"Customers have decided to buy a cheap DVD for $12 that they can watch more than once," McAlpine said. "Those are rentals (the video stores) aren't getting."

Acampo resident Jennifer Brockman uses the Internet to find her movies, but her Web site of choice isn't Netflix. It's eBay, the online auction site where movies can be sold and resold by those willing to pay the shipping costs. Even with the elimination of late fees at Blockbuster, the cost of rentals still doesn't match the deals that can be found online, she said.

"It costs the same to buy it as it does to rent it," Brockman said. "You might as well keep it."

Not everyone has abandoned the video rental stores. McAlpine believes Blockbuster will be able to hold onto some regular customers with the elimination of late fees, and the interest in purchasing Hollywood shows the company remains a commodity.

Even some of the smaller, mom-and-pop stores that dominated the early rental market have survived -- barely. At Central Video on South Central Avenue, owner Balbadar Squires has competed with one-day rentals for $2.85 a movie, more than a dollar less than the big guys.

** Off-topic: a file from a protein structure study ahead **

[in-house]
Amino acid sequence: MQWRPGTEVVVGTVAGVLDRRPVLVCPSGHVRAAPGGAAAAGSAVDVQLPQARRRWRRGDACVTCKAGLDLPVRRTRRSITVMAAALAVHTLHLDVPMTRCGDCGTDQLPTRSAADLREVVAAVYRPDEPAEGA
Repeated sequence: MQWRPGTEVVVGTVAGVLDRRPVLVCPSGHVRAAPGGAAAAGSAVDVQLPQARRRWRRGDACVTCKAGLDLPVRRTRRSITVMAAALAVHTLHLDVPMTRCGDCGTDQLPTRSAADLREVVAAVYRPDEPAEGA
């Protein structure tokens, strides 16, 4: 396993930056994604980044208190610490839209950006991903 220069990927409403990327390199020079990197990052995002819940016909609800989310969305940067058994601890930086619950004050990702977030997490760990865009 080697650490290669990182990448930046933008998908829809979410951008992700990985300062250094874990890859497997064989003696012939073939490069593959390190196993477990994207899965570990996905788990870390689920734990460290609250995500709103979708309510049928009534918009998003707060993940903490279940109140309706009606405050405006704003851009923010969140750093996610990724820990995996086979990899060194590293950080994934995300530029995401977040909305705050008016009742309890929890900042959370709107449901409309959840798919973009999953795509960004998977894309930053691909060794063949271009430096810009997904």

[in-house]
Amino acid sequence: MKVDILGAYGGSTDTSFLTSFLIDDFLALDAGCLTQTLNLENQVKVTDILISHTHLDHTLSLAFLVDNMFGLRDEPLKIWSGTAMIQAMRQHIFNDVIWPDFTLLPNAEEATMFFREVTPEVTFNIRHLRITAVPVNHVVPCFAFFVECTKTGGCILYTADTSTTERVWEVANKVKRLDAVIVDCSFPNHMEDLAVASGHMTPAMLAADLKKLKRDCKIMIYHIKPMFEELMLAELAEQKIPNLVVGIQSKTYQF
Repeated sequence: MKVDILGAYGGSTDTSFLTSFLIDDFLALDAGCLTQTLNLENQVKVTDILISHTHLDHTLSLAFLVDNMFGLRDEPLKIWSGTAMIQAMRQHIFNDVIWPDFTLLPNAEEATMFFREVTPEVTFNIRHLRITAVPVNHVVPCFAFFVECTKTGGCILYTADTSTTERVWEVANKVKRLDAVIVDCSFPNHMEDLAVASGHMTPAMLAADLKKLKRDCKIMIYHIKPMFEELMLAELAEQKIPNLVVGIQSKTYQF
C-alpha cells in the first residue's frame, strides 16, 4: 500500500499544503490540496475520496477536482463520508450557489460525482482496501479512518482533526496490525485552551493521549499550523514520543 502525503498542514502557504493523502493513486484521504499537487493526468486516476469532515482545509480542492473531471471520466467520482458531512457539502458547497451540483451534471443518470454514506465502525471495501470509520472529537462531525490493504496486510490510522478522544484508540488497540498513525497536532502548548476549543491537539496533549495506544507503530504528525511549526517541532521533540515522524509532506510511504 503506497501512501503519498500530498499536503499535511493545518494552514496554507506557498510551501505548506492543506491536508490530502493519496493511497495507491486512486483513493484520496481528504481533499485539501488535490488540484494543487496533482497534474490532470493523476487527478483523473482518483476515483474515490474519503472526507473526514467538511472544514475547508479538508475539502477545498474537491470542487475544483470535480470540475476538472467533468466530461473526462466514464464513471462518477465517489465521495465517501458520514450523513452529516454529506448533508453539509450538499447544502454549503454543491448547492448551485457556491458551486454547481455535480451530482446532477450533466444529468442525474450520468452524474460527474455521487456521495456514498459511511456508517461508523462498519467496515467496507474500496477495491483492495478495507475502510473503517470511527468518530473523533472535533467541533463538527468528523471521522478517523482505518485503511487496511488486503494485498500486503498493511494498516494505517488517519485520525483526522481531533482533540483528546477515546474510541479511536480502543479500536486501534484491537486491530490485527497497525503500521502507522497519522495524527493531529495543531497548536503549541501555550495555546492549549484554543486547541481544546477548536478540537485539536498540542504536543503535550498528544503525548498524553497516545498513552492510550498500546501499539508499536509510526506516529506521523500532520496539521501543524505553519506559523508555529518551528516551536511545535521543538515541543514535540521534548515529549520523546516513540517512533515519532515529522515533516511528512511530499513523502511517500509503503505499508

"Why do you need a movie for more than one day?" Squires said on Tuesday. "Will you watch it five times? You can just rent it for one day, and it costs less."

Squires also carved out a niche by offering Spanish-language films for her largely Mexican clientele. Other stores across Lodi sell Indian and Asian cinema that can't be found at Blockbuster or Hollywood.

McAlpine believes the video rental business will remain strong as long as movie studios continue to offer exclusive deals for home video release. Videos usually have a 30-day window before a movie can be shown on increasingly popular pay-per-view channels.

Those new releases make up 70 percent of a typical video store's business, he said.

"If they take that away, it's a much larger ballgame," McAlpine said. "You take out 70 percent of their business, and they're in trouble."

Contact Business Editor Greg Kane at gregk@lodinews.com.